By Jordan Jennings
Lansing Township News
Find audio of interviewees here: Jrn 4 audio
LANSING TOWNSHIP — Lansing Township community members are expressing concerns about the lack of political self-education today and whether their votes make a difference.
Colette Miller, a crew member at Wendy’s on Saginaw Highway, said she has not been following this fall’s election campaign partly due to lack of resources and partly by choice. “I don’t have cable—I don’t watch TV except for Netflix,” she said.
On a federal level, midterm elections this Nov. 4 will affect all 435 seats in the United States House of Representatives as well as 33 of the 100 seats in the United States Senate. In Michigan, senatorial candidates are Democrat Gary Peters and Republican Terri Lynn Land. Republican Rick Snyder and Democrat Mark Schauer are running for governor,contesting issues such as the minimum wage, health care and transportation, among many others.
Miller said she thinks it is a problem if you “don’t know what’s going on around you,” but that being politically uninformed is a common issue.
She believes more people would go to the polls if they felt like their votes actually matter. “Personally… I don’t make it a priority to vote because technically as far as presidents go our vote doesn’t vote the president in, the Electoral College does. So our vote technically doesn’t do anything. So I feel like what’s the point? I’ll give you my opinion but my opinion doesn’t really… change anything.”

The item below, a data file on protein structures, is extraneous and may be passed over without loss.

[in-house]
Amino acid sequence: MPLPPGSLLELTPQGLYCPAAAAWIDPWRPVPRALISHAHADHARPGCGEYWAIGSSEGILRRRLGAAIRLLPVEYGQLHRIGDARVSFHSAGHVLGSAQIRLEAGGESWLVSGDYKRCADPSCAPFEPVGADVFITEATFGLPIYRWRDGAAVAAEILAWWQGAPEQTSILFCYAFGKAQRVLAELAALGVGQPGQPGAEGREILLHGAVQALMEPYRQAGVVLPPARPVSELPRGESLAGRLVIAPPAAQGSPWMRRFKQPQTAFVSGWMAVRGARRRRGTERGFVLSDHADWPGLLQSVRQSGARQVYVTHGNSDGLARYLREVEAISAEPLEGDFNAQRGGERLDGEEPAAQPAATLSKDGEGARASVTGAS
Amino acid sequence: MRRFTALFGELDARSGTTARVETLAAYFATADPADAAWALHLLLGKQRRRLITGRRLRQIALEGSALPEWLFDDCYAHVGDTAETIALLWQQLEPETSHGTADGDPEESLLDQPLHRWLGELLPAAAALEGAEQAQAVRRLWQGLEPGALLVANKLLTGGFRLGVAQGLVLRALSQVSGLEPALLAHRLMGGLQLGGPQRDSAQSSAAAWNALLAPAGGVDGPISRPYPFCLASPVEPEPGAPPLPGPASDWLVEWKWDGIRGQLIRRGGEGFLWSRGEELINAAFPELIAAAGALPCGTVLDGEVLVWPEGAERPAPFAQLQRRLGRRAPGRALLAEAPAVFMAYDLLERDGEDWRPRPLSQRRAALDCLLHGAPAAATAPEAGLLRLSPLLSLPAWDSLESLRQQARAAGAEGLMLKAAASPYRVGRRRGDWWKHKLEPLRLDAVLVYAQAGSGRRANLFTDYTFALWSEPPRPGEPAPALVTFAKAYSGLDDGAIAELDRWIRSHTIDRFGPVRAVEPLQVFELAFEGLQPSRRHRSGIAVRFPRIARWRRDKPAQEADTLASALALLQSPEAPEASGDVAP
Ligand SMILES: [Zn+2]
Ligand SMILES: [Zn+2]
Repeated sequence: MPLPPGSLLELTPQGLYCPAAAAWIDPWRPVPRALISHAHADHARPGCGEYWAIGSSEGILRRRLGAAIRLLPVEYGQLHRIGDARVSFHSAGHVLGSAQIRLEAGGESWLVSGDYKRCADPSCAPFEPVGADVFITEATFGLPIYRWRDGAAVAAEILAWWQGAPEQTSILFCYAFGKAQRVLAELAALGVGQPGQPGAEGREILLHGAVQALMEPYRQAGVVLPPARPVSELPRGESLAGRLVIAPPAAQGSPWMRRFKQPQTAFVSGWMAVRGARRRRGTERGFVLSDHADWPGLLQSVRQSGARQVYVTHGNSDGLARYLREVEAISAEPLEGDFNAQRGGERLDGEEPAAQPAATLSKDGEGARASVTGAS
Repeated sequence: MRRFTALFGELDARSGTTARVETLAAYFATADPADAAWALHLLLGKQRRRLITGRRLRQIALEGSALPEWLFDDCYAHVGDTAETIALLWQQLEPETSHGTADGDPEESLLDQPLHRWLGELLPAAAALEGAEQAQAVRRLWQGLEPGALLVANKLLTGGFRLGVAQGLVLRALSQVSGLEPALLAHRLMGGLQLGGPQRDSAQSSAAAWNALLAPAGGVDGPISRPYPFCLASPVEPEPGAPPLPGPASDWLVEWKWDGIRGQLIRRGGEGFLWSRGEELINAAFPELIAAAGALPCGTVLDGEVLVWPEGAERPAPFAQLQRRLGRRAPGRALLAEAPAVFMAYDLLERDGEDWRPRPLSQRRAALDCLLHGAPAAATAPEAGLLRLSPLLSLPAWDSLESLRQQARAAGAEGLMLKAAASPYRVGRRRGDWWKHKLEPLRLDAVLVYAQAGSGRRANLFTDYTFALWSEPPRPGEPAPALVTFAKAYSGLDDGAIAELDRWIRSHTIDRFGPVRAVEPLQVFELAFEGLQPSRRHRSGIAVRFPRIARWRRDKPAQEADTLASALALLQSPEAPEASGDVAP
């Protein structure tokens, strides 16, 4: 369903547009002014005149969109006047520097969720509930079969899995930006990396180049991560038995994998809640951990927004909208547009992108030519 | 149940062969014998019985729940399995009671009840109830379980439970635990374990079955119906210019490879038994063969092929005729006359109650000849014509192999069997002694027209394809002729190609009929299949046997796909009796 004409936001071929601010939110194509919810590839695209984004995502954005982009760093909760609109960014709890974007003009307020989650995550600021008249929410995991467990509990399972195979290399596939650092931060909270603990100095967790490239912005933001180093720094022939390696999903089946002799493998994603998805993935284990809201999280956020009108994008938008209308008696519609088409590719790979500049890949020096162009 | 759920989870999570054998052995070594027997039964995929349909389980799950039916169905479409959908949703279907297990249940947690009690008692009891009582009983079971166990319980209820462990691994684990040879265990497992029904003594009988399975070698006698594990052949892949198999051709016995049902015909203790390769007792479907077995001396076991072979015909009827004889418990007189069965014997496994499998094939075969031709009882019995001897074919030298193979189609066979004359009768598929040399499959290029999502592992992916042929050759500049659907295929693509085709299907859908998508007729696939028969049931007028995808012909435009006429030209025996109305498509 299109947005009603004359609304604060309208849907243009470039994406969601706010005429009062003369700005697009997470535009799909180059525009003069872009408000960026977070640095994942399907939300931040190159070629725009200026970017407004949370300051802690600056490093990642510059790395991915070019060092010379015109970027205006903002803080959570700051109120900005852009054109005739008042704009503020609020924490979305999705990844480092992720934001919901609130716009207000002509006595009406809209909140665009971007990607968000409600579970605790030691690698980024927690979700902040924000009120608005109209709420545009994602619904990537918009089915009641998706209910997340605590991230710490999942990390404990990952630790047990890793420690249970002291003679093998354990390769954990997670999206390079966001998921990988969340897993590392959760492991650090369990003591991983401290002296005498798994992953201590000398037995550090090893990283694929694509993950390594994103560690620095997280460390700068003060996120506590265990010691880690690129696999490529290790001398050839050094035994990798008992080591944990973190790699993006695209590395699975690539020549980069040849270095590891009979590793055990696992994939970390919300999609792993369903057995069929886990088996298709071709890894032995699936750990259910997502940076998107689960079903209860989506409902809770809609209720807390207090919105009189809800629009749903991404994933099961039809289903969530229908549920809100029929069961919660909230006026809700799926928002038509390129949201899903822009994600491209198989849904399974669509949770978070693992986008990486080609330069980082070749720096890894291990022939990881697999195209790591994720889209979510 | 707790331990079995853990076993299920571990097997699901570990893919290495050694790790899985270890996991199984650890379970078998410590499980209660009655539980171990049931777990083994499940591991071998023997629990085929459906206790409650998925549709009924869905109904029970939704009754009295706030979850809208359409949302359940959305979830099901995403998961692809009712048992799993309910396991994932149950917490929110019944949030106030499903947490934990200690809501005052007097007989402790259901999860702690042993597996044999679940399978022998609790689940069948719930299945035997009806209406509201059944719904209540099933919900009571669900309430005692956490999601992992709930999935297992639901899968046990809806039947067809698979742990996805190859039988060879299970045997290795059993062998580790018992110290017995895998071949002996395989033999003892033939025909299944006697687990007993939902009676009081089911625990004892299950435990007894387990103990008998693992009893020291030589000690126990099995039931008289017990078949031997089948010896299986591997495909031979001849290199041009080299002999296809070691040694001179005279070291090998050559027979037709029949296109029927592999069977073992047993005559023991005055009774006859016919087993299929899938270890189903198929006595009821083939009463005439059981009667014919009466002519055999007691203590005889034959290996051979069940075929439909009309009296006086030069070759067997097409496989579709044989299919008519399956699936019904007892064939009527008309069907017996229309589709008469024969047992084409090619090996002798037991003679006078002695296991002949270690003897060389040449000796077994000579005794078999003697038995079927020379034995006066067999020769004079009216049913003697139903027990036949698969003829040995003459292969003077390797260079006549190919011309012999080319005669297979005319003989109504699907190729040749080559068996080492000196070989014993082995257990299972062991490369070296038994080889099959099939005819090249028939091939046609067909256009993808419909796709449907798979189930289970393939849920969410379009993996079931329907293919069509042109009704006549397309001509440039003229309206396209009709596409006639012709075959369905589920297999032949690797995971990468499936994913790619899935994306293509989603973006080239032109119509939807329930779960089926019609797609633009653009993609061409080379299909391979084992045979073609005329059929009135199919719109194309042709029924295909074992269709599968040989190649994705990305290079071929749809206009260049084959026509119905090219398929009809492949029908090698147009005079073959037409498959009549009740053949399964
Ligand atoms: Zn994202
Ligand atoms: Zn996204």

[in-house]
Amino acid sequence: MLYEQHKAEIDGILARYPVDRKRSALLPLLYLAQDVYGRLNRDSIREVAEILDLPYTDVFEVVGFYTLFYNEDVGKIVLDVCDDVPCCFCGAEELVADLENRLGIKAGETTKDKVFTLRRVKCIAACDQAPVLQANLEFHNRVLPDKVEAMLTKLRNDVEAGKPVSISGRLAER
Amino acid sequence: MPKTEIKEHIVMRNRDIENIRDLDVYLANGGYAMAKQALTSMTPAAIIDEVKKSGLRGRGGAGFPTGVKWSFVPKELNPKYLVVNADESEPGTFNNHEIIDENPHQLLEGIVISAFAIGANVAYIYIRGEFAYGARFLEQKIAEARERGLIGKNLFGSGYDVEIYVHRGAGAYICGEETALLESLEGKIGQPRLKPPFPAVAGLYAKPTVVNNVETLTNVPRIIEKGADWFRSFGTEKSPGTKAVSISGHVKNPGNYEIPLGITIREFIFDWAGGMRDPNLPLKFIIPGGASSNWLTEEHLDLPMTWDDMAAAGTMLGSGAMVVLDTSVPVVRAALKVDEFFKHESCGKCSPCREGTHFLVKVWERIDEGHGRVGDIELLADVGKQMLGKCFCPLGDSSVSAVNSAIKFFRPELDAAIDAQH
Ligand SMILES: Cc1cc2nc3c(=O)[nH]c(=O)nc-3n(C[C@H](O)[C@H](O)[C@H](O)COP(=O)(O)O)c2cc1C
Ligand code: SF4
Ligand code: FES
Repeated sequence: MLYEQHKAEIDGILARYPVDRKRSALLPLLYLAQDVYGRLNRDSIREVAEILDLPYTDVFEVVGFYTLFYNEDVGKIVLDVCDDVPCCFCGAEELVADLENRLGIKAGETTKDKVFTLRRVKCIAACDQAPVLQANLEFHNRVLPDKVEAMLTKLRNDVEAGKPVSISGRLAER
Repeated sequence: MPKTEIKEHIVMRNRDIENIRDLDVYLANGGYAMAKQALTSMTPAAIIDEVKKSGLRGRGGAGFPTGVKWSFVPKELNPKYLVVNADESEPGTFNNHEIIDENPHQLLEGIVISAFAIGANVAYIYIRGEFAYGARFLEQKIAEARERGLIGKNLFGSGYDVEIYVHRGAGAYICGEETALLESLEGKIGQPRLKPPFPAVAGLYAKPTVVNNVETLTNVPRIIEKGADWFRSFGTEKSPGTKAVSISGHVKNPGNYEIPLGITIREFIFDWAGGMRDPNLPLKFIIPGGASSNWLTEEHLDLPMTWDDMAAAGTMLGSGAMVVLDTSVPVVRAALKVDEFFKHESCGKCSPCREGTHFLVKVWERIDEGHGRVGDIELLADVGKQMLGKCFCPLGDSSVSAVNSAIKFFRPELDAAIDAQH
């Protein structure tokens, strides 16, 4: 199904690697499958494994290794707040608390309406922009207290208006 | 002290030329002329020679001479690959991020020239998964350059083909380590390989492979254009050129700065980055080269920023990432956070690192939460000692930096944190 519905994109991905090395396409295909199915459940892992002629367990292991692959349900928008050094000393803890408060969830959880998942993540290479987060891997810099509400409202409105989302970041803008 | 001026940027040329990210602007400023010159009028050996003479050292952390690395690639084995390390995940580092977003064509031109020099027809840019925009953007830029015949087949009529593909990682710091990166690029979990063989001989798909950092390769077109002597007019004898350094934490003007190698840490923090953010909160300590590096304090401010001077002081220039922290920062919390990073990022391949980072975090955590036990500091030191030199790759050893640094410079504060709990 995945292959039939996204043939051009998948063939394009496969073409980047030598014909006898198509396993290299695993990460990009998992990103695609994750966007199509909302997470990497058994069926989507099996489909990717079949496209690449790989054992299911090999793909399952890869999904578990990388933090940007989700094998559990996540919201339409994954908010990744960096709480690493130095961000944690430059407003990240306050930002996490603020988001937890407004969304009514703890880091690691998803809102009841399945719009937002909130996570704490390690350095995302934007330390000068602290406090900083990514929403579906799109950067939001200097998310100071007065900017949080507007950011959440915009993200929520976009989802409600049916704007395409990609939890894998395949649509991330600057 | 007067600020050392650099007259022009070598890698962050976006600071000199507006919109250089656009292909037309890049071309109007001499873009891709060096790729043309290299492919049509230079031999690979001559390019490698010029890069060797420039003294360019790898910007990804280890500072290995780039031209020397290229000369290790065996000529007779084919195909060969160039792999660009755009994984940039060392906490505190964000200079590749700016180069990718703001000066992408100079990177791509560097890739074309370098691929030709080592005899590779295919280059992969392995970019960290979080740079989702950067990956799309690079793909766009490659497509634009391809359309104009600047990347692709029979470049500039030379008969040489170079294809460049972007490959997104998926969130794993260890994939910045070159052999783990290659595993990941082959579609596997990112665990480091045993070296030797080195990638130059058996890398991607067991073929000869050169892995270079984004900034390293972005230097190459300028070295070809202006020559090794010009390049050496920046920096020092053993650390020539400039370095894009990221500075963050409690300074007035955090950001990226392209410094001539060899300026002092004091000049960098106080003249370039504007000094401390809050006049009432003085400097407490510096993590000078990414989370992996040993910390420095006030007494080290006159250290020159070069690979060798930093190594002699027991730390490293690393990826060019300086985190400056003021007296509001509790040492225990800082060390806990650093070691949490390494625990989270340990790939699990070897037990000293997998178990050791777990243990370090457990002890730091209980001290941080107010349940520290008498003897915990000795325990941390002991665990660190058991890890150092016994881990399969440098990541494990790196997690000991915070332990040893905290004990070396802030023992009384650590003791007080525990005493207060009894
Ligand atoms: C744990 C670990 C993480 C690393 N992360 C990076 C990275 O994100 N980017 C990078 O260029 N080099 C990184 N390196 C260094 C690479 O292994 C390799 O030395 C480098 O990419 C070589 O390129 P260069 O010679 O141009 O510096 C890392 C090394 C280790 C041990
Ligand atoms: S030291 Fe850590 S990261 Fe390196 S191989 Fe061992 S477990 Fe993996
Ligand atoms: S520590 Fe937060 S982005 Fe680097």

Nicole Handley, a Twister’s ice cream shop team member, calls herself “not much of a political person.” She said that lack of interest is because she doesn’t “understand it that much.”
When asked whether she believes Americans neglect their right to vote, Handley replied, “I never thought of it like that. Probably. I mean if you have the chance to vote, why not?”
For Handley, there’s still a question of whether voting makes a difference though.
“To be honest, I was just talking to my sister yesterday about this and she said, ‘Why should I vote? My vote doesn’t matter. You know, if you vote for someone and they don’t win… what does that say?‘“
Handley believes that choosing to vote is “just personal preference,” and is influenced by factors like being raised in a politically-minded home, and personal beliefs.
Ultimately, she said people should take the opportunity to vote if they want to, but they aren’t obliged to.
Mike Anderson, who works at Wireless Wonders Inc. on South Waverly Road, said he doesn’t follow the elections until “it gets down to the nitty gritty.”
When asked whether he thinks Americans abuse our privilege as voters, Anderson said, “all the time.” He added that people can — and should — change that by educating themselves about political issues. “Look around you, watch the news, read the papers—some of this we can change!” Anderson mentioned road conditions as being an important issue to him, and one that is influenced by voting.
Anderson also encouraged voters to “get on the other side” to see why another person voted another way.
He said that each able voter should “stand for something, even if that side doesn’t win.”